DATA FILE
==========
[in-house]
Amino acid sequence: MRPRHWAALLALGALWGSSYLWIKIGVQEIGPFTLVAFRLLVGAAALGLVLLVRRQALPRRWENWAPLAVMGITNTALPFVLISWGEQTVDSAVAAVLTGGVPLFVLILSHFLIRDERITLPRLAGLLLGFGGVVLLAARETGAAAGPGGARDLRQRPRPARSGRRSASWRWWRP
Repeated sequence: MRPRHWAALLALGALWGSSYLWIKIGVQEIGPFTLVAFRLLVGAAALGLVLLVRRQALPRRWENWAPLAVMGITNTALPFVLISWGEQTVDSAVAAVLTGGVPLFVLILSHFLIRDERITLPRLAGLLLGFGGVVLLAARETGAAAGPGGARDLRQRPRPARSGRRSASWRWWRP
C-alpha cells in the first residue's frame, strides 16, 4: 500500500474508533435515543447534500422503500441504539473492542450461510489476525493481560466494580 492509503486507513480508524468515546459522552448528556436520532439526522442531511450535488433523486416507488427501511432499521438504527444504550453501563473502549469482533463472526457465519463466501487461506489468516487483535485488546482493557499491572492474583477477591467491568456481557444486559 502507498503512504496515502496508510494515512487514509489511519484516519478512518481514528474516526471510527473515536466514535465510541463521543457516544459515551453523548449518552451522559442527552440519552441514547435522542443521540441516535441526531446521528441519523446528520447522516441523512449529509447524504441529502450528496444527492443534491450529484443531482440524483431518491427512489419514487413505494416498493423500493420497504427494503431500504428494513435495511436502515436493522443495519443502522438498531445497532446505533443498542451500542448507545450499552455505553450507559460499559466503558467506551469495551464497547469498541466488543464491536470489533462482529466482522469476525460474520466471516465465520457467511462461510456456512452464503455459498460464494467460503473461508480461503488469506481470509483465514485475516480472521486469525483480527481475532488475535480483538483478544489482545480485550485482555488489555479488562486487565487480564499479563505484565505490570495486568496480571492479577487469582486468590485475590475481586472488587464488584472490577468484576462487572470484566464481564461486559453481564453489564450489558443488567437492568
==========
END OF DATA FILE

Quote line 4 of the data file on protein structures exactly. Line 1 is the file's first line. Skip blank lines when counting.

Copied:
C-alpha cells in the first residue's frame, strides 16, 4: 500500500474508533435515543447534500422503500441504539473492542450461510489476525493481560466494580 492509503486507513480508524468515546459522552448528556436520532439526522442531511450535488433523486416507488427501511432499521438504527444504550453501563473502549469482533463472526457465519463466501487461506489468516487483535485488546482493557499491572492474583477477591467491568456481557444486559 502507498503512504496515502496508510494515512487514509489511519484516519478512518481514528474516526471510527473515536466514535465510541463521543457516544459515551453523548449518552451522559442527552440519552441514547435522542443521540441516535441526531446521528441519523446528520447522516441523512449529509447524504441529502450528496444527492443534491450529484443531482440524483431518491427512489419514487413505494416498493423500493420497504427494503431500504428494513435495511436502515436493522443495519443502522438498531445497532446505533443498542451500542448507545450499552455505553450507559460499559466503558467506551469495551464497547469498541466488543464491536470489533462482529466482522469476525460474520466471516465465520457467511462461510456456512452464503455459498460464494467460503473461508480461503488469506481470509483465514485475516480472521486469525483480527481475532488475535480483538483478544489482545480485550485482555488489555479488562486487565487480564499479563505484565505490570495486568496480571492479577487469582486468590485475590475481586472488587464488584472490577468484576462487572470484566464481564461486559453481564453489564450489558443488567437492568